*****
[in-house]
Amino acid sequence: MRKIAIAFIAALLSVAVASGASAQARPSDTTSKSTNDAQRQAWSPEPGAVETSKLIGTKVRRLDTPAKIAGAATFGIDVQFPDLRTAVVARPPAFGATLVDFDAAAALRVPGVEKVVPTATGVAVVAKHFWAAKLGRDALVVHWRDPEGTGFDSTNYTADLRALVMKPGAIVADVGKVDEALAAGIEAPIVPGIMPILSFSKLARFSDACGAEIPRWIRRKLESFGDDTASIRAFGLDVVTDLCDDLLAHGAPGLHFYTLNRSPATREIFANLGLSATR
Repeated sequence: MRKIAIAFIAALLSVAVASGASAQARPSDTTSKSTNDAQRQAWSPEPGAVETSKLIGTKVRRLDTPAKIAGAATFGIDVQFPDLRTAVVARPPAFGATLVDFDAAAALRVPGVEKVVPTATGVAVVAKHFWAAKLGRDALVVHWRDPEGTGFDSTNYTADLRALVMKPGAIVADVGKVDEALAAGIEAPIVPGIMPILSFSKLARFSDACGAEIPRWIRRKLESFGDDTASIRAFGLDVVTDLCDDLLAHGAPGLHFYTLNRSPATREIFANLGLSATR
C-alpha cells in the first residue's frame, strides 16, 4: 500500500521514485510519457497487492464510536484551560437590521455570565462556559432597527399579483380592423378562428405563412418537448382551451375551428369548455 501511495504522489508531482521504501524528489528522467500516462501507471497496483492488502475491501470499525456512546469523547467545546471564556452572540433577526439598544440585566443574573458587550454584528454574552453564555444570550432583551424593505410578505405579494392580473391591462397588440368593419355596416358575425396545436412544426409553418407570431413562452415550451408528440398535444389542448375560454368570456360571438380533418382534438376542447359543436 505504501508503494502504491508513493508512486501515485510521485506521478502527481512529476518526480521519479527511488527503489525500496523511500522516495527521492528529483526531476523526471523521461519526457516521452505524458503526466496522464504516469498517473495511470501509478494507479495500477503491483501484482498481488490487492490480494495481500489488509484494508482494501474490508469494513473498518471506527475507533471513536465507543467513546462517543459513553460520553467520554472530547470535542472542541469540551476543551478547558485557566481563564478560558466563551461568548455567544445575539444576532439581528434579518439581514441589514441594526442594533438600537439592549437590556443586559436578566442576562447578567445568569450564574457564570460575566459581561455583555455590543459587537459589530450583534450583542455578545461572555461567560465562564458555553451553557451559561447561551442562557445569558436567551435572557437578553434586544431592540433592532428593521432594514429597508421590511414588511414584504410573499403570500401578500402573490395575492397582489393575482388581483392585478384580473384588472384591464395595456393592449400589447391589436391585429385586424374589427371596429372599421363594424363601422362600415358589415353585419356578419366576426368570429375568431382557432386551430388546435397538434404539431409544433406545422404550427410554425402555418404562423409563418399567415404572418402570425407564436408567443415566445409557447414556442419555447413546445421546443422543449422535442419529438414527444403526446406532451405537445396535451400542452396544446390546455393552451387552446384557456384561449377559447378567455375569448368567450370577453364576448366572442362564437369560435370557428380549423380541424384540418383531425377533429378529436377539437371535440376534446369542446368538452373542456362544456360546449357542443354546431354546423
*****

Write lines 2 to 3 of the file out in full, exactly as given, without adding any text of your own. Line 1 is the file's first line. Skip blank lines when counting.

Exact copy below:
Amino acid sequence: MRKIAIAFIAALLSVAVASGASAQARPSDTTSKSTNDAQRQAWSPEPGAVETSKLIGTKVRRLDTPAKIAGAATFGIDVQFPDLRTAVVARPPAFGATLVDFDAAAALRVPGVEKVVPTATGVAVVAKHFWAAKLGRDALVVHWRDPEGTGFDSTNYTADLRALVMKPGAIVADVGKVDEALAAGIEAPIVPGIMPILSFSKLARFSDACGAEIPRWIRRKLESFGDDTASIRAFGLDVVTDLCDDLLAHGAPGLHFYTLNRSPATREIFANLGLSATR
Repeated sequence: MRKIAIAFIAALLSVAVASGASAQARPSDTTSKSTNDAQRQAWSPEPGAVETSKLIGTKVRRLDTPAKIAGAATFGIDVQFPDLRTAVVARPPAFGATLVDFDAAAALRVPGVEKVVPTATGVAVVAKHFWAAKLGRDALVVHWRDPEGTGFDSTNYTADLRALVMKPGAIVADVGKVDEALAAGIEAPIVPGIMPILSFSKLARFSDACGAEIPRWIRRKLESFGDDTASIRAFGLDVVTDLCDDLLAHGAPGLHFYTLNRSPATREIFANLGLSATR